Image Description: A white woman with her face showing sideway with in a black and white photo took in 1865.
Laura Redden Searing (born February 9, 1839 in Somerset County, Maryland) was a deaf poet and journalist. Her first book of poetry published was Idyls of Battle, and Poems of the Rebellion (1864). From 1857-58, Redden submitted poems to Harper’s Magazine. In 1858, Redden’s first published essay appeared in the American Annals of the Deaf. The topics of the essay were deafness, sign language, and writing. In 1858, Redden graduated from the Missouri School for the Deaf. Upon graduation, she was offered a teaching position at MSD which she declined.She did not enroll in college. Her literary skills and unmarried status made it acceptable at the time for her to enroll at certain colleges. However, there were no colleges that accepted deaf women. The National Deaf-Mute College (now Gallaudet University) was established in 1864 and did not admit female students until 1881. To supplement her education, she toured Europe from 1865-69. While there, she studied German, French, Spanish, and Italian. In 1859, the St. Louis Presbyterian hired her as a columnist and assistant editor. In 1860, she became an editorialist for the St. Louis Republican. At this time, Laura Catherine Redden officially adopted the pseudonym Howard Glyndon. In 1861, she was sent by the St. Louis Republican to Washington D.C. to cover and document the American Civil War. She was a pro-Union loyalist and wrote poems about the experiences and human interests of the battle field. She also wrote to Abraham Lincoln and Ulysses S. Grant during the war. After the war, 1865–69, she traveled to Europe to become a correspondent for The New York Times. By 1870, she returned to New York and Boston and was a staff writer for the New York Evening Mail and contributed to Galaxy, Harper’s Magazine, and the Tribune.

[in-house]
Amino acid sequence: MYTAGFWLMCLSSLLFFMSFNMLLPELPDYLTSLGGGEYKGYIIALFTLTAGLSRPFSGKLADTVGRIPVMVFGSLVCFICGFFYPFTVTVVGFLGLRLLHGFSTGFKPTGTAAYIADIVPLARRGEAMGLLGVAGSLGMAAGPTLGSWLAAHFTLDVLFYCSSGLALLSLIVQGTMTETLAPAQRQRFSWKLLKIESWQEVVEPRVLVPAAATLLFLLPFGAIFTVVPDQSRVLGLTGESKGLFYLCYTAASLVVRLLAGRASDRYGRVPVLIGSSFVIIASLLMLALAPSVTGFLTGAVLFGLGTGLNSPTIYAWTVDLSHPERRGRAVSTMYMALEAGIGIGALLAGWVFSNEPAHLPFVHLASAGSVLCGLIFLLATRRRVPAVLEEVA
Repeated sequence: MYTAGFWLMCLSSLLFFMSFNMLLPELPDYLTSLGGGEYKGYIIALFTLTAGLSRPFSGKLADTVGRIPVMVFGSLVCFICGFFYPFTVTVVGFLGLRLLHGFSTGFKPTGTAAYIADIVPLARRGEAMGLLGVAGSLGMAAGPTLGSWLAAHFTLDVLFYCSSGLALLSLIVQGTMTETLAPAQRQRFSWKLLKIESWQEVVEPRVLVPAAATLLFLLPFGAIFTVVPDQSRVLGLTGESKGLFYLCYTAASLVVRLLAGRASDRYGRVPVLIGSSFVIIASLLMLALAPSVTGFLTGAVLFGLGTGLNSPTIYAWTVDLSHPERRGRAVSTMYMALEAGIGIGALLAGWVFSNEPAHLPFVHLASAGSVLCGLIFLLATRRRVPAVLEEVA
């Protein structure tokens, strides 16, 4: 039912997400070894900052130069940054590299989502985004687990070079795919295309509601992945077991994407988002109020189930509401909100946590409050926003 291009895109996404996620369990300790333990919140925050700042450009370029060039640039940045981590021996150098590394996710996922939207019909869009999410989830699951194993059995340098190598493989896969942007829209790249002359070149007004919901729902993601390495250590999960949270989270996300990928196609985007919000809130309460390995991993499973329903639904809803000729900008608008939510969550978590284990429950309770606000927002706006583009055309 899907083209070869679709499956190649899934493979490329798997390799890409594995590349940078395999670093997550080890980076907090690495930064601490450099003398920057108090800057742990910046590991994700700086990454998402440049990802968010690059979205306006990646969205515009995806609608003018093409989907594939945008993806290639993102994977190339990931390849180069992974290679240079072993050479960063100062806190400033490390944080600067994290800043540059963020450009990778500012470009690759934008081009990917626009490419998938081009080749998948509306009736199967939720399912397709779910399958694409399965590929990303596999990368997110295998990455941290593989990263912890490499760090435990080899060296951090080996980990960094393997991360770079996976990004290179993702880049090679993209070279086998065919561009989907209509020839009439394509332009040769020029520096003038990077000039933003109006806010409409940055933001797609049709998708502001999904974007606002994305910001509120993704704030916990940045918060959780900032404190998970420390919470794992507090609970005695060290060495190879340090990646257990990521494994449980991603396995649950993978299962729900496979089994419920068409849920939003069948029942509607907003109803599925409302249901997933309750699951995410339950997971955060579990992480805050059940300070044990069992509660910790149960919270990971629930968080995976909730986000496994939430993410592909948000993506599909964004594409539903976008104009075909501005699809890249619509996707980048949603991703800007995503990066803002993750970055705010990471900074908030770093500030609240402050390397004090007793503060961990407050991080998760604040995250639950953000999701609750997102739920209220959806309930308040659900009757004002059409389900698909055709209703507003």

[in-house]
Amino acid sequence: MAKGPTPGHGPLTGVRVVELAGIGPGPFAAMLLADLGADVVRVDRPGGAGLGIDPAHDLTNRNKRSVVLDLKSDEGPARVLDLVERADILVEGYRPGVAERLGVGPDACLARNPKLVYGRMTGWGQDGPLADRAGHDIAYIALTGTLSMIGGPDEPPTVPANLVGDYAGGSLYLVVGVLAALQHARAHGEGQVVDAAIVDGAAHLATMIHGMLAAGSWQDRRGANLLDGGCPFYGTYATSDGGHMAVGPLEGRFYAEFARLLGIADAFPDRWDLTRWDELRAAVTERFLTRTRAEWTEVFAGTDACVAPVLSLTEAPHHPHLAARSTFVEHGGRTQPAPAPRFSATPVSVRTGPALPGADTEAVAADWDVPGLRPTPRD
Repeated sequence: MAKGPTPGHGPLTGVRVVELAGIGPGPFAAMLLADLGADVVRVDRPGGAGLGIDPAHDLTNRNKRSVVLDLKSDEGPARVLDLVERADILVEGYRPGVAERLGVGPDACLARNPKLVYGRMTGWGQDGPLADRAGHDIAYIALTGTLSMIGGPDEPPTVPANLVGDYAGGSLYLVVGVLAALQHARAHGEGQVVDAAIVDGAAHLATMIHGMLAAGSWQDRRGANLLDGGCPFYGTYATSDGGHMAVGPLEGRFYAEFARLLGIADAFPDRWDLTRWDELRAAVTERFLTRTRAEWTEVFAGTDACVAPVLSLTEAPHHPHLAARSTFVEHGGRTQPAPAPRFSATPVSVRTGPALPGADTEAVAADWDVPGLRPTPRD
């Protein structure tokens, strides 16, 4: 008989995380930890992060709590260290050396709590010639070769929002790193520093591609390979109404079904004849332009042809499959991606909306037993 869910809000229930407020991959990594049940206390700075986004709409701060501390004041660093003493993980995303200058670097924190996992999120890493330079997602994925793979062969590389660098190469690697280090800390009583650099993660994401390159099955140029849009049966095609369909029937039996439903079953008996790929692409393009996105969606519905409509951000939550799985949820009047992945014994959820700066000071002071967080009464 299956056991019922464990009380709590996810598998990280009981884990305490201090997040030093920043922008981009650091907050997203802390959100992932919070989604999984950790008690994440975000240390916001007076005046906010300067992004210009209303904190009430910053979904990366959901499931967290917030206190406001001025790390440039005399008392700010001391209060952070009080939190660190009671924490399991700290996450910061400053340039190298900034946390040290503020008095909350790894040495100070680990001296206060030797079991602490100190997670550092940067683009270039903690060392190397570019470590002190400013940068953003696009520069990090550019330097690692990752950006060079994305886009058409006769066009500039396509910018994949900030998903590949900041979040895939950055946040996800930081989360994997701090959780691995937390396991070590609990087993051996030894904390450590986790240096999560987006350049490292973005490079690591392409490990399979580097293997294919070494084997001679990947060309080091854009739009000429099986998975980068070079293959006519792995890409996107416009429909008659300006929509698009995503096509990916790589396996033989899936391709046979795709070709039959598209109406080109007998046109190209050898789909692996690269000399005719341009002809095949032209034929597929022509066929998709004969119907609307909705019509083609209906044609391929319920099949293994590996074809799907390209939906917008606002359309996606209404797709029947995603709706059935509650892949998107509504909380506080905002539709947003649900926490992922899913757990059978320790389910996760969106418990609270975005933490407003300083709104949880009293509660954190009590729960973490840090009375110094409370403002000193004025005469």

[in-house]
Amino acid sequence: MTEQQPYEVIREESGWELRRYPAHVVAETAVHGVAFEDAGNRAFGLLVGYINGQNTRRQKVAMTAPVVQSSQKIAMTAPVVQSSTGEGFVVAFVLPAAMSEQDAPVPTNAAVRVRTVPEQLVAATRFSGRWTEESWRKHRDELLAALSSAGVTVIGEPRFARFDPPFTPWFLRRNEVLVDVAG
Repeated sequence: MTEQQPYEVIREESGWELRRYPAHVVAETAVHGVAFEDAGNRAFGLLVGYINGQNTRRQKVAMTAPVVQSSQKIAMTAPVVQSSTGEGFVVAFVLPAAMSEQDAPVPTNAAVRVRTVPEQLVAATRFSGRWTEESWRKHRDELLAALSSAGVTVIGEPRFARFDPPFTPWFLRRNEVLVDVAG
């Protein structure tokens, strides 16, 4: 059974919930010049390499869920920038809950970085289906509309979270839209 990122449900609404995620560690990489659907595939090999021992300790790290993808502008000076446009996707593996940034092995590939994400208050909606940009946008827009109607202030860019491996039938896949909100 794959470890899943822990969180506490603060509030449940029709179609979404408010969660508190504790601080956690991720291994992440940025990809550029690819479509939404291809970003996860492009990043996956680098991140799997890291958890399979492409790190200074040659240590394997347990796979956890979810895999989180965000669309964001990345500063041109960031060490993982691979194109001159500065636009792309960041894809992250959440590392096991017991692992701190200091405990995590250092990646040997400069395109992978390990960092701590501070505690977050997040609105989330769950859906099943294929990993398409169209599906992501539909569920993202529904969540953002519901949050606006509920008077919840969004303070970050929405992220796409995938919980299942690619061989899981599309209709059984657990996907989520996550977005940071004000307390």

Laura Catherine Redden married Edward Whelan Searing, a lawyer, in 1876, to become Laura Catherine Redden Searing. They had one child, Elsa Waller Searing, on May 4, 1880. In 1887, Laura Redden Searing and her daughter settled near Santa Cruz, California. Edward Searing stayed in New York and they divorced in 1894. Redden Searing died in 1923 and was buried in Colma, California.Her pseudonym is Howard Glyndon. Significantly, the town of Glyndon, Minnesota was founded in 1872 and named in honor of the writer.